Area Forecast Discussion
Issued by NWS Portland, ME

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FXUS61 KGYX 272316

Area Forecast Discussion
National Weather Service Gray ME
616 PM EST Mon Feb 27 2017

A weak cold front will drop southeast through the region this
evening and will be followed by a ridge of high pressure after
midnight. The front will lift north on Tuesday and Tuesday
night as low pressure moves northeast through the Great Lakes.
Low pressure will track northeast through the St Lawrence Valley
on Wednesday and will drive a trailing cold front through the
region Wednesday night. High pressure will gradually build in
from the west Thursday. Low pressure will move through southern
New England and out to sea on Friday. High pressure will build
in from the west Saturday.


615 PM Update...Have adjusted cloud cover a little bit over the
next few hours to make it a little cloudier in general away from
the immediate coast and southernmost NH. Otherwise, forecast is
on track with little in the way of change this evening.


Weak cold front will push southeast through the region this
evening...followed by high pressure. Looking for variable
cloudiness with this boundary this evening with clouds drying up
by midnight. Expect more clouds to push into southern New
Hampshire and southwest Maine toward daybreak Tuesday as weak
over-running shifts in from the southwest. Lows overnight will
range from the mid teens to lower 20s north and will range
through the 20s to near 30 south.


Clouds will be on the increase Tuesday as over-running
strengthens across New England. Will likely see some spotty
shower activity during the afternoon in southern and coastal
zones with spotty mixed precipitation in the north. Models have
been pretty consistent with QPF...only showing a few cents
worth....mainly in southern zones.

Over-running will continue Tuesday night as low pressure lifts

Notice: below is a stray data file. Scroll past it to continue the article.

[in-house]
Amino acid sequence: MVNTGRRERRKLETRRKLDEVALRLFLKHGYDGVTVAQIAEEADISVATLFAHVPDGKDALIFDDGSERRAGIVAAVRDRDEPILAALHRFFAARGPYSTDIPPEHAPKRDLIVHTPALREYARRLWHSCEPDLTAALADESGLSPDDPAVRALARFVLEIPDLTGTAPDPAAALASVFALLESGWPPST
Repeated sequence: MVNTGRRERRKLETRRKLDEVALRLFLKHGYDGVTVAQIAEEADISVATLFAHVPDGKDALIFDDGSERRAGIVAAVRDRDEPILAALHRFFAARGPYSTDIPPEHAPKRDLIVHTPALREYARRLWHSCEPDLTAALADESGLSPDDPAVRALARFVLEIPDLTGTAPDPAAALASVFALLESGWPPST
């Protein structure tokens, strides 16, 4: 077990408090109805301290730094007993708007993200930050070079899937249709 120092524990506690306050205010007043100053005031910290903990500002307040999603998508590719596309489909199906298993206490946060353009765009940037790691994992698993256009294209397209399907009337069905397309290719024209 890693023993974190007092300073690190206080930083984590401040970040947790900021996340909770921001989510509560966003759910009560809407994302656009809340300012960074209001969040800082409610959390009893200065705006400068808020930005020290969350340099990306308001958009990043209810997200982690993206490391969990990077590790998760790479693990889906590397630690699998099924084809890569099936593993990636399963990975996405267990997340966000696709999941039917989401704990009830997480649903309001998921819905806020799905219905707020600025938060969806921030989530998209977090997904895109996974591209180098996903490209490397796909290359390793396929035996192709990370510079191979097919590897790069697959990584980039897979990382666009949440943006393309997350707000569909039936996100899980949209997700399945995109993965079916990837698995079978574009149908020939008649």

northeast out of the Great lakes. Once again QPF amounts will be
on the light side with one axis of heavier qpf remaining north
of the border in Canada and the rest offshore. Will likely see
some mixed precip in the north but with little or no impact.
Elsewhere expect occasional showers or drizzle. Lows will bottom
out in the lower to mid 30s north and mid 30s to mid 40s south.


Low pressure strengthens and moves up the Saint Lawrence River
Valley on Wednesday, March 1st. Best dynamics and overunning
will remain north and east of our area where highest rainfall
values expected. Less rain, around a half inch expected in our
forecast area Wednesday into Wednesday night. This precipitation
in itself is not expected to greatly effect the river. However,
temperatures as warm as +10C at H850 mb will be crossing New
England during the day. Plenty of low cloud cover expected,
however there may be breaks in the moisture with a southwesterly
flow through a deep layer. Very warm temperatures may aggravate
ice flows on the rivers. The record high of 58 degrees set back
in 1985 in Portland may be in jeopardy.

Light rain will continue Wednesday night along with mild
temperatures until strong cold air advection reenters the
forecast area late at night. A strong, gusty west to northwest
flow will result on Thursday. On Friday, the deepest of the cold
air will pass over our forecast area as arctic high pressure
settles to our south. H850 mb temperatures will bottom out at
-26C to -20C by late Friday night.

A large scale low pressure system will slowly exit out of the
Central Plain States over the weekend, with an intense area of
low pressure crossing the Great Lakes early next week.


Short Term...VFR tonight. Areas of MVFR/IFR ceilings developing
Tuesday afternoon and evening...mainly south. IFR/LIFR
ceilings/vsby Tuesday night and Wednesday.

Long Term...Mainly IFR or LIFR conditions Wednesday into
Wednesday night. High pressure builds in thereafter with
improving conditions.


Short Term...Continuing SCA`s through 700 pm.

Long Term...Gale force southwesterly winds are possible on
Wednesday, depending on the mixing values during the day. On
Thursday, brief gale force wind gusts are possible behind the
departing cold front.


River levels are continuing to drop as runoff has decreased.
Flows remain high across especially the southern portion of the
forecast area where greatest melting has occurred. The Ashuelot
in Cheshire county remains elevated but is expected to remain
below flood. In addition to the runoff, significant ice movement
on the rivers has occurred over the past few days. We are
monitoring several major ice jams currently in place.

The Pemigewassett at Plymouth NH has a 4 mile long ice
jam in place extending from approx 1 mile above the confluence
of the Baker River to below the town of Plymouth. Flows have
decreased to below flood stage however this jam is expected to
remain in place and may once again result in sudden increases in
river levels when flows increases.

The Carrabassett river has an ice jam in Embden. Flows have
decreased below flood but this jam remains in place with no
movement expected.

The Kennebec river at Augusta is ice affected however this ice
is not in as firm of a jam and may see some movement with
Tuesday night rainfall as well as tidal fluctuations.


MARINE...Small Craft Advisory until midnight EST tonight for ANZ150-152-



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